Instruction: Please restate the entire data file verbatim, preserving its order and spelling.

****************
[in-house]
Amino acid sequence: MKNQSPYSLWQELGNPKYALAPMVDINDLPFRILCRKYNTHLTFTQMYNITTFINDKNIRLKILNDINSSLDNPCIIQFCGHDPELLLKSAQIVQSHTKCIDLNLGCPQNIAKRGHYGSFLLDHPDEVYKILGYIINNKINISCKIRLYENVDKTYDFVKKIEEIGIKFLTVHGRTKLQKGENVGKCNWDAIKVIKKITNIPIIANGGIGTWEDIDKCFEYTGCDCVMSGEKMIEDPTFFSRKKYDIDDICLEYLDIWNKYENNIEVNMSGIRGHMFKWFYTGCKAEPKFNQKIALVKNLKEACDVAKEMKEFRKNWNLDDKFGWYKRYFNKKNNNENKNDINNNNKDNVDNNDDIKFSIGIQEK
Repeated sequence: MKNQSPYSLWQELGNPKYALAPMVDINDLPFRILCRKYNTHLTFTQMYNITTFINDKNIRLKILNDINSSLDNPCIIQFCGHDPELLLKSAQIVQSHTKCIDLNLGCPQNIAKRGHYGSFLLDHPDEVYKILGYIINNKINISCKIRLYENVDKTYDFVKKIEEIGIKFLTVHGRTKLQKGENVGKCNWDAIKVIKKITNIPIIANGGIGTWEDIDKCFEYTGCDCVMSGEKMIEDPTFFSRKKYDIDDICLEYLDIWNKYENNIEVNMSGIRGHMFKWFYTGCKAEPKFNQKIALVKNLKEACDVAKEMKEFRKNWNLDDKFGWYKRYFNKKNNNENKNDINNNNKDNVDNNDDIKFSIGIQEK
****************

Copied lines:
[in-house]
Amino acid sequence: MKNQSPYSLWQELGNPKYALAPMVDINDLPFRILCRKYNTHLTFTQMYNITTFINDKNIRLKILNDINSSLDNPCIIQFCGHDPELLLKSAQIVQSHTKCIDLNLGCPQNIAKRGHYGSFLLDHPDEVYKILGYIINNKINISCKIRLYENVDKTYDFVKKIEEIGIKFLTVHGRTKLQKGENVGKCNWDAIKVIKKITNIPIIANGGIGTWEDIDKCFEYTGCDCVMSGEKMIEDPTFFSRKKYDIDDICLEYLDIWNKYENNIEVNMSGIRGHMFKWFYTGCKAEPKFNQKIALVKNLKEACDVAKEMKEFRKNWNLDDKFGWYKRYFNKKNNNENKNDINNNNKDNVDNNDDIKFSIGIQEK
Repeated sequence: MKNQSPYSLWQELGNPKYALAPMVDINDLPFRILCRKYNTHLTFTQMYNITTFINDKNIRLKILNDINSSLDNPCIIQFCGHDPELLLKSAQIVQSHTKCIDLNLGCPQNIAKRGHYGSFLLDHPDEVYKILGYIINNKINISCKIRLYENVDKTYDFVKKIEEIGIKFLTVHGRTKLQKGENVGKCNWDAIKVIKKITNIPIIANGGIGTWEDIDKCFEYTGCDCVMSGEKMIEDPTFFSRKKYDIDDICLEYLDIWNKYENNIEVNMSGIRGHMFKWFYTGCKAEPKFNQKIALVKNLKEACDVAKEMKEFRKNWNLDDKFGWYKRYFNKKNNNENKNDINNNNKDNVDNNDDIKFSIGIQEK